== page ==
I've recently joined this BugGuide.net website in order to get in touch with (more) entomologists. I am setting up my PhD research atthe Farlow Herbarium (Cambridge, MA) right now, working on Laboulbeniales.
- Laboulbeniales (Fungi, Ascomycota) are obligate ectoparasites living associated with arthropods, mostly insects. The order consists of some 2.050 species in 140 genera. Unlike other fungi, Laboulbeniales have no mycelium, instead they produce thalli directly from sticky ascospores. Thalli can develop on virtually any site of the host: the elytra, abdomen, head, eyes, tarsi, anetennae ... In spite of their parasitic nature, most Laboulbeniales have little or not even any effect on their host.
- Ten insect orders are known to host Laboulbeniales: Blattodea (cockroaches), Coleoptera (beetles), Dermaptera (earwigs), Diptera (flies), Hemiptera (true bugs), Hymenoptera (ants), Isoptera (termites), Mallophaga, Orthoptera, Thysanoptera
Easy to study? YES!
- Some 80% of the more or less 2.000 described species of Laboulbeniales parasitize Coleoptera. There seems to be more laboulbenialean diversication in Staphylinidae (49 genera, with relatively few species per genus) than in any other family. In Carabidae we have only recorded 15 genera so far, but these sometimes have hundreds of species in one single genus (Laboulbenia).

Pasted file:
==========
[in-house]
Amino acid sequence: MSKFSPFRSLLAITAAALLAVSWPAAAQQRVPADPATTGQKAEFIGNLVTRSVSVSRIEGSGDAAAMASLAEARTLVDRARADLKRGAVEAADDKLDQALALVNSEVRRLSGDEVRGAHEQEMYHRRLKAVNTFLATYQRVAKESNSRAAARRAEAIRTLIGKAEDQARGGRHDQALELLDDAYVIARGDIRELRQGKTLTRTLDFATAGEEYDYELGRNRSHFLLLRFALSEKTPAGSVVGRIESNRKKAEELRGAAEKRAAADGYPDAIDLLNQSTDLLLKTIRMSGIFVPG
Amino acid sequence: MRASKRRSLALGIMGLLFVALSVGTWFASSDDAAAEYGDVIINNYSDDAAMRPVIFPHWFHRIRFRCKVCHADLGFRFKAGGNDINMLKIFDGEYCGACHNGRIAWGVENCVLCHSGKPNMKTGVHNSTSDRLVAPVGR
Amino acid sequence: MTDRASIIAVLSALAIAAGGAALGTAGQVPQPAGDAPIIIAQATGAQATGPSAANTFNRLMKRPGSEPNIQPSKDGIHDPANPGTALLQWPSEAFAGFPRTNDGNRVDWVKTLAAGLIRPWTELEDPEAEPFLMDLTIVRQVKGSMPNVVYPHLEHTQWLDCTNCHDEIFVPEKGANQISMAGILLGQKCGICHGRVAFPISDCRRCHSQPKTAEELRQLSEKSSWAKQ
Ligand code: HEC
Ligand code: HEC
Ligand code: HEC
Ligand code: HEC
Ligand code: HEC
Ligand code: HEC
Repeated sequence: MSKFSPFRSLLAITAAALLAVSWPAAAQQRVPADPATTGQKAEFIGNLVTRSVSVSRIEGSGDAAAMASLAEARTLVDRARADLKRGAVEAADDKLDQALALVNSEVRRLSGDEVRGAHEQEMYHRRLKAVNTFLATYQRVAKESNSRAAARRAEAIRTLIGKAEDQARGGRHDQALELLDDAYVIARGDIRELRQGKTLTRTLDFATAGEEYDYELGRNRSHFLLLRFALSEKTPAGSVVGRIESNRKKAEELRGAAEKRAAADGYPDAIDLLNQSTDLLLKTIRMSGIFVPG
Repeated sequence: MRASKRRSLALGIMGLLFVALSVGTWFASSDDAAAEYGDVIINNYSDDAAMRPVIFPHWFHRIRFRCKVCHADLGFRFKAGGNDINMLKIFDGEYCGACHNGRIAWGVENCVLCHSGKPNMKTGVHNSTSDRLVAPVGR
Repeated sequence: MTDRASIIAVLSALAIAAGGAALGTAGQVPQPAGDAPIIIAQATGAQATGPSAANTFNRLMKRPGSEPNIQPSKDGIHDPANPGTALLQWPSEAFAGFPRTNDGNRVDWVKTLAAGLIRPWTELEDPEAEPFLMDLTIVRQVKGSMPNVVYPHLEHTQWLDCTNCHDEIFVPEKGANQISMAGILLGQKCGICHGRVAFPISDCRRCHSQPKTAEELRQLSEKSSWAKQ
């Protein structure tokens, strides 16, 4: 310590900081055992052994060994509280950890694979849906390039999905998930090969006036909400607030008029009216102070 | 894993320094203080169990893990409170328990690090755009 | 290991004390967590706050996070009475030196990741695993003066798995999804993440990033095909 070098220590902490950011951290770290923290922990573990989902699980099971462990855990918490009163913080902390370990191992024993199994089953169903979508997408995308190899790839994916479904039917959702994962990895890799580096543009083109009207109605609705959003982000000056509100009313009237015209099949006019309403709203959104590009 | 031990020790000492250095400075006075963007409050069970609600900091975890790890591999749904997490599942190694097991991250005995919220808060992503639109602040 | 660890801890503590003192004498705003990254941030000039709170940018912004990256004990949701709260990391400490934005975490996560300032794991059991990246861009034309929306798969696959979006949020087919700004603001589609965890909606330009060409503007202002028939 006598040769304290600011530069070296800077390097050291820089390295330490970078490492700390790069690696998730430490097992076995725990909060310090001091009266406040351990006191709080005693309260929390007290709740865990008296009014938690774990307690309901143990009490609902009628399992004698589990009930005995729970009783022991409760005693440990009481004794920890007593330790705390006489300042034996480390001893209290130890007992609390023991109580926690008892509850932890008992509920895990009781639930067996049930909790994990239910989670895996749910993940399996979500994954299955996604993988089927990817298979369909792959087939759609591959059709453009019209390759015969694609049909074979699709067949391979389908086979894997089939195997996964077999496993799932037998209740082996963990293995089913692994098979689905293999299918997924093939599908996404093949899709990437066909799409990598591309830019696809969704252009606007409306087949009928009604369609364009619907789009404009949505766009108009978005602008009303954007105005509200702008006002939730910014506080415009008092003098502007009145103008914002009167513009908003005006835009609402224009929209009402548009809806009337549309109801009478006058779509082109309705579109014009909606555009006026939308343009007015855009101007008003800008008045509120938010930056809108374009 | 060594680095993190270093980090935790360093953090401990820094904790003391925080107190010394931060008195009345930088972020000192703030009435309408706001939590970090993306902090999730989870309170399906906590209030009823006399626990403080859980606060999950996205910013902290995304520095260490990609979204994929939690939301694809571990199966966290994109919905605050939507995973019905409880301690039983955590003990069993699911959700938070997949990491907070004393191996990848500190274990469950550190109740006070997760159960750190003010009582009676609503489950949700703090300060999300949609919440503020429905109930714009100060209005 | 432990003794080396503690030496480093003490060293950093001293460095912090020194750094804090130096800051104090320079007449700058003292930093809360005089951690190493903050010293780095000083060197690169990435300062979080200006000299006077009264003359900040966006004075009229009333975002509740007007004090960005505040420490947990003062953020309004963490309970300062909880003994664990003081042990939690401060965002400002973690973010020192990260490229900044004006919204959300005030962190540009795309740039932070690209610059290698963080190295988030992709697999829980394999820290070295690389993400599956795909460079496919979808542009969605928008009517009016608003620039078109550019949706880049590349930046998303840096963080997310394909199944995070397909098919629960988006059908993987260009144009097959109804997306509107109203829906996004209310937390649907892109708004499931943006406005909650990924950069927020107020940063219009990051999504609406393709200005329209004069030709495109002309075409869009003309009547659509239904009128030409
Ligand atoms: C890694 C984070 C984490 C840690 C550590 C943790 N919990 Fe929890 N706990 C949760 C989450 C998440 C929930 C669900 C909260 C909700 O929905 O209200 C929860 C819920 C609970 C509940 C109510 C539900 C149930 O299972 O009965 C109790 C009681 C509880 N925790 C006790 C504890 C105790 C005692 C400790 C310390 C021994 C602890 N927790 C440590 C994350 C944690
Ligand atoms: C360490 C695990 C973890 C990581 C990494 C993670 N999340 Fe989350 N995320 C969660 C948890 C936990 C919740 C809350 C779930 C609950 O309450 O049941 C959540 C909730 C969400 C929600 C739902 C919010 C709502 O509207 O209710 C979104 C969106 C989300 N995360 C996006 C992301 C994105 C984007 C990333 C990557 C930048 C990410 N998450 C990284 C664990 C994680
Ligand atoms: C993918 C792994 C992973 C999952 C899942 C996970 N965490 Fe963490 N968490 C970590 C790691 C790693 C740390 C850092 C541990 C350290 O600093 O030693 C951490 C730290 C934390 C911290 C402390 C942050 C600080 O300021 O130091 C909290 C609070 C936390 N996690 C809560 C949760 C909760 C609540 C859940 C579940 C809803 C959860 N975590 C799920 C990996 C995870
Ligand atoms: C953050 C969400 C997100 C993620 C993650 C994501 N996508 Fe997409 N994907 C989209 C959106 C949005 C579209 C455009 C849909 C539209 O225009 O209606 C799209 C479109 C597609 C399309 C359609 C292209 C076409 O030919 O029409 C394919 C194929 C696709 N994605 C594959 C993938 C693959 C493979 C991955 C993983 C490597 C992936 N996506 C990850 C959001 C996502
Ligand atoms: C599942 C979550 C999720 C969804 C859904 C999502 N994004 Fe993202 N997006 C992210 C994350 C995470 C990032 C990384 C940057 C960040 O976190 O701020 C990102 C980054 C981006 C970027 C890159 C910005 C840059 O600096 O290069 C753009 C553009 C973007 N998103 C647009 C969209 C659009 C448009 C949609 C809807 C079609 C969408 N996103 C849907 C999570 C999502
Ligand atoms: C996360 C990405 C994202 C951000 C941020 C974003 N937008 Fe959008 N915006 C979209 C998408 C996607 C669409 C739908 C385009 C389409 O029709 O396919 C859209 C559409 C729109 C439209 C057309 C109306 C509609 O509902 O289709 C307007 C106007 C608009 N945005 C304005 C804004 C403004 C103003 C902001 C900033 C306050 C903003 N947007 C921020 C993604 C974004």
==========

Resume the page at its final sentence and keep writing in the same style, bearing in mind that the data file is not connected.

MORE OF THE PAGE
Until now, not many insect collections have been screened for the presence of Laboulbeniales parasites. However, large systematic collections of easily examined specimens of different host groups are easily available for study in many major natural history museums all of the world. There is no doubt that a systematic study of insect collections will result in a considerable increase of the number of Laboulbeniales. In order to find these taxa and further elaborate the inventory of the Laboulbeniales and their hosts, cooperation between mycologists and entomologists is more than welcome. When you are aware of some large collections that may include infected specimens or you collected yourself infected specimens of insects (or millipedes, even mites), you are most welcome to send me an email about it, to send the specimens - I'm always in for cooperation.
Thanks for reading! Hope to hear from you, Danny Haelewaters (MSci)